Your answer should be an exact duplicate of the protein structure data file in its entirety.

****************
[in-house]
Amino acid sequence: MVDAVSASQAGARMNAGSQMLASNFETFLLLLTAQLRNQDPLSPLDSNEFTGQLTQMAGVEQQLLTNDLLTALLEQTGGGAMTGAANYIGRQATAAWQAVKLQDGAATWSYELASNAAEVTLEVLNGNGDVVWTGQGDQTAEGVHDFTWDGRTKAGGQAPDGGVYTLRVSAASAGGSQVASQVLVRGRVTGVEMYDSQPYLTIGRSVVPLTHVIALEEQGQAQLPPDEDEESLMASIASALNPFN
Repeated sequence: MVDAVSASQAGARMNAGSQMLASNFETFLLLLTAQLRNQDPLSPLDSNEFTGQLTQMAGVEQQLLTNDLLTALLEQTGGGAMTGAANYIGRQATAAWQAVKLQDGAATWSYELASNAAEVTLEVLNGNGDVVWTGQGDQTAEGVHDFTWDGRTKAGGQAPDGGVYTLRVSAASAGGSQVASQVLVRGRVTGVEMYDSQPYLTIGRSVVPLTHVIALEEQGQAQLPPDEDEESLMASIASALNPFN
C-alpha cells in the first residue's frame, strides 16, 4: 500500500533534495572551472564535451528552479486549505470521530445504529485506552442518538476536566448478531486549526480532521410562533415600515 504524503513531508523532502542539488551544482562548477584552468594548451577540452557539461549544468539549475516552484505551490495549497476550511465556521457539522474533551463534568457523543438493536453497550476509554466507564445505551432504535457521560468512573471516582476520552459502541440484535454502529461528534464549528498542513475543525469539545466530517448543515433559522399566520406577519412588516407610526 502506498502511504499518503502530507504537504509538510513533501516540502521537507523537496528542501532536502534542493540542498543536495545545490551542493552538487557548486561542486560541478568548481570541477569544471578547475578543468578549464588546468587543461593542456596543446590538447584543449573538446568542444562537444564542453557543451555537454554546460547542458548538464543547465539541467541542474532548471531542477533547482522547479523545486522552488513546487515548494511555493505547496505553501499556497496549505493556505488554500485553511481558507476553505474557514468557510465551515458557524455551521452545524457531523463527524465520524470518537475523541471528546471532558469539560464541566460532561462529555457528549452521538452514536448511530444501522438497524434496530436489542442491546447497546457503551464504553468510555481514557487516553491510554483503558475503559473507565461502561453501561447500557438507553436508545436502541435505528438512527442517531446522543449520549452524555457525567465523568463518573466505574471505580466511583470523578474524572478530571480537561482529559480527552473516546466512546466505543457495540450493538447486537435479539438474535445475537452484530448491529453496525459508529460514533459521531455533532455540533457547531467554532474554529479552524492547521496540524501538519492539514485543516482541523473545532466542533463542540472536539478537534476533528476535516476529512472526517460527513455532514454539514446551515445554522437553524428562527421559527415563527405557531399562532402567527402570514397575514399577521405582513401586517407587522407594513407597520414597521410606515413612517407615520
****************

[in-house]
Amino acid sequence: MVDAVSASQAGARMNAGSQMLASNFETFLLLLTAQLRNQDPLSPLDSNEFTGQLTQMAGVEQQLLTNDLLTALLEQTGGGAMTGAANYIGRQATAAWQAVKLQDGAATWSYELASNAAEVTLEVLNGNGDVVWTGQGDQTAEGVHDFTWDGRTKAGGQAPDGGVYTLRVSAASAGGSQVASQVLVRGRVTGVEMYDSQPYLTIGRSVVPLTHVIALEEQGQAQLPPDEDEESLMASIASALNPFN
Repeated sequence: MVDAVSASQAGARMNAGSQMLASNFETFLLLLTAQLRNQDPLSPLDSNEFTGQLTQMAGVEQQLLTNDLLTALLEQTGGGAMTGAANYIGRQATAAWQAVKLQDGAATWSYELASNAAEVTLEVLNGNGDVVWTGQGDQTAEGVHDFTWDGRTKAGGQAPDGGVYTLRVSAASAGGSQVASQVLVRGRVTGVEMYDSQPYLTIGRSVVPLTHVIALEEQGQAQLPPDEDEESLMASIASALNPFN
C-alpha cells in the first residue's frame, strides 16, 4: 500500500533534495572551472564535451528552479486549505470521530445504529485506552442518538476536566448478531486549526480532521410562533415600515 504524503513531508523532502542539488551544482562548477584552468594548451577540452557539461549544468539549475516552484505551490495549497476550511465556521457539522474533551463534568457523543438493536453497550476509554466507564445505551432504535457521560468512573471516582476520552459502541440484535454502529461528534464549528498542513475543525469539545466530517448543515433559522399566520406577519412588516407610526 502506498502511504499518503502530507504537504509538510513533501516540502521537507523537496528542501532536502534542493540542498543536495545545490551542493552538487557548486561542486560541478568548481570541477569544471578547475578543468578549464588546468587543461593542456596543446590538447584543449573538446568542444562537444564542453557543451555537454554546460547542458548538464543547465539541467541542474532548471531542477533547482522547479523545486522552488513546487515548494511555493505547496505553501499556497496549505493556505488554500485553511481558507476553505474557514468557510465551515458557524455551521452545524457531523463527524465520524470518537475523541471528546471532558469539560464541566460532561462529555457528549452521538452514536448511530444501522438497524434496530436489542442491546447497546457503551464504553468510555481514557487516553491510554483503558475503559473507565461502561453501561447500557438507553436508545436502541435505528438512527442517531446522543449520549452524555457525567465523568463518573466505574471505580466511583470523578474524572478530571480537561482529559480527552473516546466512546466505543457495540450493538447486537435479539438474535445475537452484530448491529453496525459508529460514533459521531455533532455540533457547531467554532474554529479552524492547521496540524501538519492539514485543516482541523473545532466542533463542540472536539478537534476533528476535516476529512472526517460527513455532514454539514446551515445554522437553524428562527421559527415563527405557531399562532402567527402570514397575514399577521405582513401586517407587522407594513407597520414597521410606515413612517407615520